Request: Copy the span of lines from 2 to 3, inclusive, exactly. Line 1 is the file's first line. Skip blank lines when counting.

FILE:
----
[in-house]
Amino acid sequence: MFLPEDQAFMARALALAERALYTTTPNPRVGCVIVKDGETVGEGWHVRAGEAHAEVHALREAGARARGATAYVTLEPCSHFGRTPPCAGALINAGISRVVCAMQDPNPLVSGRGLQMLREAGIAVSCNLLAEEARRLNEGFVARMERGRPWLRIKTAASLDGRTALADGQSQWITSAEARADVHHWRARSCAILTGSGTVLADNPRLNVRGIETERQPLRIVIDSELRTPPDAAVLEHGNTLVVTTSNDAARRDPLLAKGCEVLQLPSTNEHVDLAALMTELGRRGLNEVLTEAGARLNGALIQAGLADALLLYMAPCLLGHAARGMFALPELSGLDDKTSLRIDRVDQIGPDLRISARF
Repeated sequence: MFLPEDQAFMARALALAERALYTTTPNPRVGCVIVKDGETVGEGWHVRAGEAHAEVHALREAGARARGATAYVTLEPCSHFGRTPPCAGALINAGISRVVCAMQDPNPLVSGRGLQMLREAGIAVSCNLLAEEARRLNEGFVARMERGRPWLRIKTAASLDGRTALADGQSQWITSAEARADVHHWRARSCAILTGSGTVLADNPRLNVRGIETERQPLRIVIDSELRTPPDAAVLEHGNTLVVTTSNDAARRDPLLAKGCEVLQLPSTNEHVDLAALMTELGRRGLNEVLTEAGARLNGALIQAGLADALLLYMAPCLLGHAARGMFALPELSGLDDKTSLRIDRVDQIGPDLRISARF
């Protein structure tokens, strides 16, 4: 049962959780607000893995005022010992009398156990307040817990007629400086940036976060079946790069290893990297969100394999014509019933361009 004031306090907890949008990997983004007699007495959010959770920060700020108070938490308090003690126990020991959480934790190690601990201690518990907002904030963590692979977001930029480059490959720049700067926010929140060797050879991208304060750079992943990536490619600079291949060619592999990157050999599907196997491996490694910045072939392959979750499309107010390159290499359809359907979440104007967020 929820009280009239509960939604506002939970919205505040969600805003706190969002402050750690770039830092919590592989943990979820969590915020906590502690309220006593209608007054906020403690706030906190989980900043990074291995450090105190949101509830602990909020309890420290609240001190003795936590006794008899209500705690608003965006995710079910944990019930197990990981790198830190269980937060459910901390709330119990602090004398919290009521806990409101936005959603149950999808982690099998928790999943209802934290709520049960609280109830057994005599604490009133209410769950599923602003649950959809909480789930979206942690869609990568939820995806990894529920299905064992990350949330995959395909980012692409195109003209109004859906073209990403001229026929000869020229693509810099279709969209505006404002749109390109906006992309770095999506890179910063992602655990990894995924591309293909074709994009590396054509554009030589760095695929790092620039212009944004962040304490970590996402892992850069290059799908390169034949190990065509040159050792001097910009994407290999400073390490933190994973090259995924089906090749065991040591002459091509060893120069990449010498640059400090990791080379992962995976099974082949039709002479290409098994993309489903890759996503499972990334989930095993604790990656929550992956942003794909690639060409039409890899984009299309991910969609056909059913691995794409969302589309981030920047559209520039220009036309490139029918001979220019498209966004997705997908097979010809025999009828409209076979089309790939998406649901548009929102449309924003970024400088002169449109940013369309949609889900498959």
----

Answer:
Amino acid sequence: MFLPEDQAFMARALALAERALYTTTPNPRVGCVIVKDGETVGEGWHVRAGEAHAEVHALREAGARARGATAYVTLEPCSHFGRTPPCAGALINAGISRVVCAMQDPNPLVSGRGLQMLREAGIAVSCNLLAEEARRLNEGFVARMERGRPWLRIKTAASLDGRTALADGQSQWITSAEARADVHHWRARSCAILTGSGTVLADNPRLNVRGIETERQPLRIVIDSELRTPPDAAVLEHGNTLVVTTSNDAARRDPLLAKGCEVLQLPSTNEHVDLAALMTELGRRGLNEVLTEAGARLNGALIQAGLADALLLYMAPCLLGHAARGMFALPELSGLDDKTSLRIDRVDQIGPDLRISARF
Repeated sequence: MFLPEDQAFMARALALAERALYTTTPNPRVGCVIVKDGETVGEGWHVRAGEAHAEVHALREAGARARGATAYVTLEPCSHFGRTPPCAGALINAGISRVVCAMQDPNPLVSGRGLQMLREAGIAVSCNLLAEEARRLNEGFVARMERGRPWLRIKTAASLDGRTALADGQSQWITSAEARADVHHWRARSCAILTGSGTVLADNPRLNVRGIETERQPLRIVIDSELRTPPDAAVLEHGNTLVVTTSNDAARRDPLLAKGCEVLQLPSTNEHVDLAALMTELGRRGLNEVLTEAGARLNGALIQAGLADALLLYMAPCLLGHAARGMFALPELSGLDDKTSLRIDRVDQIGPDLRISARF